The hall is devoted to a time, when the Habsburg monarchy’s role was that of a ”European policeman”, trying to keep up the order nationally and internationally. A unique document is the original of the certificate of abdication of Field-Marshall Radetzky. The monumental paintings by Vaclav Sochor give an impressive account of the horrors of the war of 1866.

In 1848, the outbreak of the revolution in the Austrian Empire seemed once again to be the starting point of dissolution. The kingdom Piemont-Sardinia took these happenings as a reason for declaring war on Austria, whereas in Hungary revolutionary forces formed and began to march on Vienna.

On 2 December 1848, Emperor Ferdinand I. renounced the throne for the benefit of his nephew Francis Joseph.

After the victories in Italy and Hungary, the young emperor tried to consolidate the empire by wielding a strict centralist power. However, this was only partly achieved. After some successes, Austria suffered a severe defeat in 1859 against Piemont-Sardina, which was an ally of France. After the battles of Magenta and Solferino, Austria lost Lombardy.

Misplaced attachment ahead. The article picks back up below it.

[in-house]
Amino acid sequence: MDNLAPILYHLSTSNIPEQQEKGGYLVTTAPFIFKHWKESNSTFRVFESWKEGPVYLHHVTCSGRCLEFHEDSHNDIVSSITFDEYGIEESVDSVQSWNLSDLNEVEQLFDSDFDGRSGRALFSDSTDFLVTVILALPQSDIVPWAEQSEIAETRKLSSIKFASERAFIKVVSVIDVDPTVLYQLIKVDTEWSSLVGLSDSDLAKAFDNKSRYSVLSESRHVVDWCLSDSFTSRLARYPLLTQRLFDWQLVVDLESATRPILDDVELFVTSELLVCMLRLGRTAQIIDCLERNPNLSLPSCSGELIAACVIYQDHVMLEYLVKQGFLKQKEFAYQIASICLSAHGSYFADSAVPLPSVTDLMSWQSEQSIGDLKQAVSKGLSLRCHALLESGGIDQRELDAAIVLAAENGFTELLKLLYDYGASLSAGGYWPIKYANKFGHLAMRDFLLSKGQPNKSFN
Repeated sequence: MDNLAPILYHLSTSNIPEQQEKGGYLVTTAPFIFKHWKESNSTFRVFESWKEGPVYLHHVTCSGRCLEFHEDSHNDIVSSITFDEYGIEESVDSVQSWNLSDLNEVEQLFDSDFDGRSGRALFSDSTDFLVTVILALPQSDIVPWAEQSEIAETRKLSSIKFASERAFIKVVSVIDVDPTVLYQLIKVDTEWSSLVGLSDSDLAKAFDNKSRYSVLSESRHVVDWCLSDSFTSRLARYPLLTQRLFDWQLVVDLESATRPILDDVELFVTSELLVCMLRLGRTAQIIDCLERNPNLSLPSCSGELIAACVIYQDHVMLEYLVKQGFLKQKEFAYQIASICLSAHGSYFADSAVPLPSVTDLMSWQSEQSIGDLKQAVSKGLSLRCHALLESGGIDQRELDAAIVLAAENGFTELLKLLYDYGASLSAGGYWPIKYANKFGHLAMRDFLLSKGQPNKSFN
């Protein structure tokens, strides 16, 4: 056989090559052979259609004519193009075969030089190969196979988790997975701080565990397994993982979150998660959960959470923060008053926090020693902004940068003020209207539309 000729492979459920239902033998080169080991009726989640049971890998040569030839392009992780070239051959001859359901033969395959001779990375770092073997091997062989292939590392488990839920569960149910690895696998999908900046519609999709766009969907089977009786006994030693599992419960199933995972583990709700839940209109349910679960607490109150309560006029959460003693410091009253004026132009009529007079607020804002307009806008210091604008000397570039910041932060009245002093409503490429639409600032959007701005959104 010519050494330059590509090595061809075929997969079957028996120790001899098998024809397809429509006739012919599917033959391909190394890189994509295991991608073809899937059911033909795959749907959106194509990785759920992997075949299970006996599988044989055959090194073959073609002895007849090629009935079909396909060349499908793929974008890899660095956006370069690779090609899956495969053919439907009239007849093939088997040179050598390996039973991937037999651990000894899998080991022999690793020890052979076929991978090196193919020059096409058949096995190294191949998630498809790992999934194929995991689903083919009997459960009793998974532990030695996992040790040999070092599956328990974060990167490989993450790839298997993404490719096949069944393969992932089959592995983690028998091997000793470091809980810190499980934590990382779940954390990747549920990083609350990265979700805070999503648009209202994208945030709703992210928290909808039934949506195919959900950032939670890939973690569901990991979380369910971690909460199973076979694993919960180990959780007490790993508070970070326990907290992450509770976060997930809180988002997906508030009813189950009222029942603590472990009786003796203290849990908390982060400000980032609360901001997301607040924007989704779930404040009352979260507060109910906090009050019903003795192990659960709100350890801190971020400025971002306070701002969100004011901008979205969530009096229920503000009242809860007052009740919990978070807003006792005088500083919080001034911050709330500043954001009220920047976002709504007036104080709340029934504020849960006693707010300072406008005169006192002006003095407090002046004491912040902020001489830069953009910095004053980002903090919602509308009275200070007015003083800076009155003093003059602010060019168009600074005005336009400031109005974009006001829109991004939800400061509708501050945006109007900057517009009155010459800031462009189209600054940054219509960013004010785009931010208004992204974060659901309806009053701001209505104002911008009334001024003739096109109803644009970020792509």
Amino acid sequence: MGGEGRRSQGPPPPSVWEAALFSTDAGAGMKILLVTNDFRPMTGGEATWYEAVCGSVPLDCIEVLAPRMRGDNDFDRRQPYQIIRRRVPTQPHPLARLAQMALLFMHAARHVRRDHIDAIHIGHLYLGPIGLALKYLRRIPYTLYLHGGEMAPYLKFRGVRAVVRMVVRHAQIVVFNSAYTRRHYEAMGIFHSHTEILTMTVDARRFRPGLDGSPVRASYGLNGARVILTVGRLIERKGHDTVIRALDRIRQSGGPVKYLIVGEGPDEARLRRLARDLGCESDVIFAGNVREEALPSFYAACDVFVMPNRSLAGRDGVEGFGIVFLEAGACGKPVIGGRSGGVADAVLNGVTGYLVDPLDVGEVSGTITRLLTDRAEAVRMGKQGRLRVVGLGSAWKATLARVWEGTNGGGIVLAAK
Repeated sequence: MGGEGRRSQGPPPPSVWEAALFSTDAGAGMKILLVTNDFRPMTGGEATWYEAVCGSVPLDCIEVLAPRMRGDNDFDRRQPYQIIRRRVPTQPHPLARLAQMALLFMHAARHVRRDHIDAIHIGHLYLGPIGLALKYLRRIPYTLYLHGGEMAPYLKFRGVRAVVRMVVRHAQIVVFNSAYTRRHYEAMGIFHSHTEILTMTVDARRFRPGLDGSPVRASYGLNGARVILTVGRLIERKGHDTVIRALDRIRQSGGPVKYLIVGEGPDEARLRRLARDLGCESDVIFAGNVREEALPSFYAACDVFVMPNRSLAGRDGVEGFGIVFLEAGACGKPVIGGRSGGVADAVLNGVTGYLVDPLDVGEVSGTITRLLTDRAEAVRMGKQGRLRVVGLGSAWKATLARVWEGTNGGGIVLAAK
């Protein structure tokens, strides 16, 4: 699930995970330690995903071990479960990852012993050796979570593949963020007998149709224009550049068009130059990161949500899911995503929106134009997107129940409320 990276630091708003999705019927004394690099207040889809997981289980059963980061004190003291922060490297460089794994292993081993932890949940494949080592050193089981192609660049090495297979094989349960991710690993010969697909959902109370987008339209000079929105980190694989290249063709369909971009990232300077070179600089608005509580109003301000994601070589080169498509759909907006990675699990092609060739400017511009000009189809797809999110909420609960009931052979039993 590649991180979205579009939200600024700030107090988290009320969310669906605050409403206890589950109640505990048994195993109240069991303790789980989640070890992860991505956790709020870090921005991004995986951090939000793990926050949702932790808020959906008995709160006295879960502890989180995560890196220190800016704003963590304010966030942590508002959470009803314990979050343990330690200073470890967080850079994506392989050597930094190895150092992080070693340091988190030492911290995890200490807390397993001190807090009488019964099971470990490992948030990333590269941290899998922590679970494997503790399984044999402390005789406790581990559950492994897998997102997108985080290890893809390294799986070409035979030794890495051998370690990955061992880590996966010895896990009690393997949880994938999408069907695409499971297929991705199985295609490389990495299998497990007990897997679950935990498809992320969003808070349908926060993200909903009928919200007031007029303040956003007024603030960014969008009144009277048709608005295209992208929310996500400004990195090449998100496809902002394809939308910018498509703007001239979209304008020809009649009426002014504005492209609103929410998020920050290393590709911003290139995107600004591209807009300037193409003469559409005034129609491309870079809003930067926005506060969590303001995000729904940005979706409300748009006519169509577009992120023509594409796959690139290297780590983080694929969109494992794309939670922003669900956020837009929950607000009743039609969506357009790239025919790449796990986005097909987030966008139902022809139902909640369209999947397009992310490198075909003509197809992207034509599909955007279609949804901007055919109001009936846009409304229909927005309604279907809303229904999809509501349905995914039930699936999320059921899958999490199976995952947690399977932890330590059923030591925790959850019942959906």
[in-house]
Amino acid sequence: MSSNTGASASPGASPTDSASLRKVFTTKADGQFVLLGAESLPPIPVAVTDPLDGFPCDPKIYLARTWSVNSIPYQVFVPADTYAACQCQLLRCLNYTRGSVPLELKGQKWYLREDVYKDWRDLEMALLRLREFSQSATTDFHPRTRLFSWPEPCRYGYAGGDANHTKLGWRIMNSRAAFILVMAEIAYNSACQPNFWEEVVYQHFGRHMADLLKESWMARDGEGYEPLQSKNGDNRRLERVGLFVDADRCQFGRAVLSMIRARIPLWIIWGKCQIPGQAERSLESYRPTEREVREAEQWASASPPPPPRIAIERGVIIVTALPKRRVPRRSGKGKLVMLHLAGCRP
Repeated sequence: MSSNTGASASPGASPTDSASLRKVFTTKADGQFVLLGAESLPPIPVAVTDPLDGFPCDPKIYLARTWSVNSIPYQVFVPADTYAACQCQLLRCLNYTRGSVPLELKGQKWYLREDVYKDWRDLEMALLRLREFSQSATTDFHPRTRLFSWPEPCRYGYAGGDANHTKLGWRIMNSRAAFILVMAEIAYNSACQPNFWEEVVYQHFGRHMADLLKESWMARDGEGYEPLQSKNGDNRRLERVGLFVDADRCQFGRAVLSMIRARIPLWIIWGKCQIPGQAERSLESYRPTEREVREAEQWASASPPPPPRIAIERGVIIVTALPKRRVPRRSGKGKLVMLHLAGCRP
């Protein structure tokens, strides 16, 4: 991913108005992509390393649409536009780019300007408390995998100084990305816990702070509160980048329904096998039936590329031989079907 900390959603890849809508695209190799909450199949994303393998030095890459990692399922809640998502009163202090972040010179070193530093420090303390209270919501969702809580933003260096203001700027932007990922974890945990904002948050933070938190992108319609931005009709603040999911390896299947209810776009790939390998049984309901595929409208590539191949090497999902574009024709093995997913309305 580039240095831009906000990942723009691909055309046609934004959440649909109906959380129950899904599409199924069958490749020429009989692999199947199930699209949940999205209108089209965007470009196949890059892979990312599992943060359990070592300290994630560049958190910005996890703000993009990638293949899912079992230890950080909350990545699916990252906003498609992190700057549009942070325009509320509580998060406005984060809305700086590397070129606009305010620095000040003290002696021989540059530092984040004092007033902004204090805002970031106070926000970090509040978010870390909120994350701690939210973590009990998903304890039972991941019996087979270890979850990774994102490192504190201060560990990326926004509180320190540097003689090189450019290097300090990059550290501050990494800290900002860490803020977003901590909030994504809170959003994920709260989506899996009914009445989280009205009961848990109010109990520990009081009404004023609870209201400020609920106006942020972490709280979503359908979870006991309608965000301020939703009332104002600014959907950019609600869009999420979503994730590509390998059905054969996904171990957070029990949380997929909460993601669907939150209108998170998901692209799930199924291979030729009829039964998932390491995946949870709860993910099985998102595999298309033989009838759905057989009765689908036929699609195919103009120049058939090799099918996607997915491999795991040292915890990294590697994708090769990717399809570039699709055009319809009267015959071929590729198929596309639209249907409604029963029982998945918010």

In the year 1864, Austria, together with Prussia, started a war on Denmark over Schleswig-Holstein. Only two years later, Prussia confederated with the kingdom of Italy. Under the command of Archduke Albrecht, the Austrian southern army was victorious at Custozza. The war, however, was decided in the north. A number of unlucky skirmishes resulted in a devastating defeat at Königgrätz. The Peace of Prague led to Austria’s final exclusion from the German Confederation.